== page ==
Day 47In my comparative literature class, everyone is expected to introduce themselves through a presentation. It was my turn today and ahead I went to talk about myself and Scarborough with my very hoarse voice. After class, a classmate approached me and said she was too kei jia (Hakka Chinese). Apparently, in her 2-3 years at the university she had never met another Hakka person and she was so excited to have finally met one. I was pretty darn excited too!! I never thought I'd meet a Hakka person so soon, let alone meet a group of people who actually knew what Hakka was (well actually, someone in my class was nice enough to translate Hakka in putonghua. I guess Chinese people know what Hakka is if I say kei jia instead of Hakka...).
We discussed some differences in terms of how friendship forms in Canadian life and Chinese life. In Chinese culture, it takes more than a few classes to invite someone out for lunch. Friendship is a slow process. In Canada, it can take as little as one meeting before someone invites you out for lunch. We don't need to like-like someone before hanging out with them. I guess North Americans are pretty chill when it comes to these things. Personally, I like the North American way of doing things.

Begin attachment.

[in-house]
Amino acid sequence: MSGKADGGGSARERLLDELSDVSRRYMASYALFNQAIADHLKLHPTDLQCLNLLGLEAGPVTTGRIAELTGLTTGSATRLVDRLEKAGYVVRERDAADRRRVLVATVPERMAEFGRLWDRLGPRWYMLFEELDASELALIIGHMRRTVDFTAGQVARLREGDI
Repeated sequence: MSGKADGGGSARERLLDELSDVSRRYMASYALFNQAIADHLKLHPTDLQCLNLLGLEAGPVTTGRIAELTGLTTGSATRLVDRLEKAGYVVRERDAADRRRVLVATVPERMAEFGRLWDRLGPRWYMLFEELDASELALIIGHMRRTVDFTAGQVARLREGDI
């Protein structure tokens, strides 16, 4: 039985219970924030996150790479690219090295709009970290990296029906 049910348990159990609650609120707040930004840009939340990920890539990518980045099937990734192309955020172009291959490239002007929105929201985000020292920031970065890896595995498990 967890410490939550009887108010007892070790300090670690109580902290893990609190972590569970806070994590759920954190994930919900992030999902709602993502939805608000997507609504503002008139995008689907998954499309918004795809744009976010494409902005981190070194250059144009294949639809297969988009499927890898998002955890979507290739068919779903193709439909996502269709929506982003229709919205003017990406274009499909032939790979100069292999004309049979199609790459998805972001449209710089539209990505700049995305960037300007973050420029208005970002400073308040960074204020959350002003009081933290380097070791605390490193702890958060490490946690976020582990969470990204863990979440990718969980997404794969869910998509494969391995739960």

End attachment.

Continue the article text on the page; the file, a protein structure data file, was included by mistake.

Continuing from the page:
The girlies were planning to go for hot pot and as they were inviting professor out, I took my chances and invited "my friend" to join us. With great success, we had our professor and two new friends joining us for lunch. Yay, we're breaking barriers!
|warm soy milk|
|beef, fish, and my favourite -- leaves!|
|It was a sponge-y cake sort of thing. Pretty flavourless actually.|
|bean curd - you drop this beauty in your soup. Unfortunately, it tends to unravel when it's ready to be eaten.|
|at the end of the meal, you have a choice of either popsicle or gum. I couldn't eat cold things since my throat was bleeh, so I took the stick of gum.|
We went our separate ways after lunch. While they went back to school, we went shopping to a new place. Xidan is a huge shopping district downtown Beijing full of designer things. Although things are expensive here, I'd definitely make another trip here to wander around the lively streets.
|Heeey, it's J.Leto!|
|now that bag looks familiar....|
|Inside the market, there was a K-City =)|
After a day of breaking boundaries, we ended up within our usual boundaries in WDK with our wonderful foreign teacher friends. What can I say, China keeps getting better.